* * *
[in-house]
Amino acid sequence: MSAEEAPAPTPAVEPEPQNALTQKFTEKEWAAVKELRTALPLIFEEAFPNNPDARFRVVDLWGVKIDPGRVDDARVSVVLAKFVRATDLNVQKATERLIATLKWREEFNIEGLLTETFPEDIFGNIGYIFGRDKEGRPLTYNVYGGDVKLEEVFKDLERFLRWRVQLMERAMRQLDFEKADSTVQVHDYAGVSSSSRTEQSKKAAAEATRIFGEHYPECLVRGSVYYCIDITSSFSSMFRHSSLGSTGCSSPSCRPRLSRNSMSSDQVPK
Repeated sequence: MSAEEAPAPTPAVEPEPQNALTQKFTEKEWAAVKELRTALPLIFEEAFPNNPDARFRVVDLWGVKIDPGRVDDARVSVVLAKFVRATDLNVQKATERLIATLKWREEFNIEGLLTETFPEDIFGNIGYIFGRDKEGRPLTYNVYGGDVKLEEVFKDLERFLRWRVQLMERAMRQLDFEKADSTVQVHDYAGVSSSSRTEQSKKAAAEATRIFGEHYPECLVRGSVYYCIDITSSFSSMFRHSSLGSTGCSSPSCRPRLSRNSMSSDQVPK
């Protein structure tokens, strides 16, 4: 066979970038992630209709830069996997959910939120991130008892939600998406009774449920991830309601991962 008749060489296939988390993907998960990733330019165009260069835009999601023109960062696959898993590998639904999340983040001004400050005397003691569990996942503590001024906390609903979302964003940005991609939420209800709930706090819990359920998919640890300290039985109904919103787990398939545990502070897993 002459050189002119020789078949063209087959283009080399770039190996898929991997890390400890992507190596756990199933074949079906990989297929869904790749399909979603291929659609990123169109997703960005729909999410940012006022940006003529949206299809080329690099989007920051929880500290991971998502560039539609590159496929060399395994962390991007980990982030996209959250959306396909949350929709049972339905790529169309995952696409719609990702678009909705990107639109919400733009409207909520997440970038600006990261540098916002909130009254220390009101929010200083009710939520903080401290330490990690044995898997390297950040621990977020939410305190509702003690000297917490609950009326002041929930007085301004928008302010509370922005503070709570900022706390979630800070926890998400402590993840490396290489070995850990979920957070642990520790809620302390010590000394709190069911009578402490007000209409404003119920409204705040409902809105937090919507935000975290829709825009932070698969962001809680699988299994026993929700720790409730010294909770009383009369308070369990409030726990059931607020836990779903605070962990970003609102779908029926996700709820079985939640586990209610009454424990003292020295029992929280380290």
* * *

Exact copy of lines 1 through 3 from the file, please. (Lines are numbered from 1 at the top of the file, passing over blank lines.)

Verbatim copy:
[in-house]
Amino acid sequence: MSAEEAPAPTPAVEPEPQNALTQKFTEKEWAAVKELRTALPLIFEEAFPNNPDARFRVVDLWGVKIDPGRVDDARVSVVLAKFVRATDLNVQKATERLIATLKWREEFNIEGLLTETFPEDIFGNIGYIFGRDKEGRPLTYNVYGGDVKLEEVFKDLERFLRWRVQLMERAMRQLDFEKADSTVQVHDYAGVSSSSRTEQSKKAAAEATRIFGEHYPECLVRGSVYYCIDITSSFSSMFRHSSLGSTGCSSPSCRPRLSRNSMSSDQVPK
Repeated sequence: MSAEEAPAPTPAVEPEPQNALTQKFTEKEWAAVKELRTALPLIFEEAFPNNPDARFRVVDLWGVKIDPGRVDDARVSVVLAKFVRATDLNVQKATERLIATLKWREEFNIEGLLTETFPEDIFGNIGYIFGRDKEGRPLTYNVYGGDVKLEEVFKDLERFLRWRVQLMERAMRQLDFEKADSTVQVHDYAGVSSSSRTEQSKKAAAEATRIFGEHYPECLVRGSVYYCIDITSSFSSMFRHSSLGSTGCSSPSCRPRLSRNSMSSDQVPK